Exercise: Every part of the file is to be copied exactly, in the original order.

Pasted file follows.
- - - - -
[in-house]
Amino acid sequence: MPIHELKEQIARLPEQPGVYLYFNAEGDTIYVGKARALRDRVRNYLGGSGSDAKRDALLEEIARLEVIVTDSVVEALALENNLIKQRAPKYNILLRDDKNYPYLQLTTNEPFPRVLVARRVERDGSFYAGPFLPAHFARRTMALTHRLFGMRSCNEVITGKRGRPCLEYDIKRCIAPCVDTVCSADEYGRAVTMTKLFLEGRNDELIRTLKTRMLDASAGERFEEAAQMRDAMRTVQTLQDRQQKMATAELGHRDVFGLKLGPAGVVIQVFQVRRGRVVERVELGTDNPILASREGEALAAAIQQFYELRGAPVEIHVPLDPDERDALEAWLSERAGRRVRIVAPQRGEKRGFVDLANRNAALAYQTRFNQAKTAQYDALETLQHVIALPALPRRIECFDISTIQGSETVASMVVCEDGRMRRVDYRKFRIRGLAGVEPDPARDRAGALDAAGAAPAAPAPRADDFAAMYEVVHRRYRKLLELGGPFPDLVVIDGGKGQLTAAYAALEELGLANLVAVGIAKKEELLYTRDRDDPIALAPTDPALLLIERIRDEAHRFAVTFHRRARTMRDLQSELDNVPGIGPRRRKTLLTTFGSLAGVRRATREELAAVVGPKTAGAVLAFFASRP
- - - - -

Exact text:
[in-house]
Amino acid sequence: MPIHELKEQIARLPEQPGVYLYFNAEGDTIYVGKARALRDRVRNYLGGSGSDAKRDALLEEIARLEVIVTDSVVEALALENNLIKQRAPKYNILLRDDKNYPYLQLTTNEPFPRVLVARRVERDGSFYAGPFLPAHFARRTMALTHRLFGMRSCNEVITGKRGRPCLEYDIKRCIAPCVDTVCSADEYGRAVTMTKLFLEGRNDELIRTLKTRMLDASAGERFEEAAQMRDAMRTVQTLQDRQQKMATAELGHRDVFGLKLGPAGVVIQVFQVRRGRVVERVELGTDNPILASREGEALAAAIQQFYELRGAPVEIHVPLDPDERDALEAWLSERAGRRVRIVAPQRGEKRGFVDLANRNAALAYQTRFNQAKTAQYDALETLQHVIALPALPRRIECFDISTIQGSETVASMVVCEDGRMRRVDYRKFRIRGLAGVEPDPARDRAGALDAAGAAPAAPAPRADDFAAMYEVVHRRYRKLLELGGPFPDLVVIDGGKGQLTAAYAALEELGLANLVAVGIAKKEELLYTRDRDDPIALAPTDPALLLIERIRDEAHRFAVTFHRRARTMRDLQSELDNVPGIGPRRRKTLLTTFGSLAGVRRATREELAAVVGPKTAGAVLAFFASRP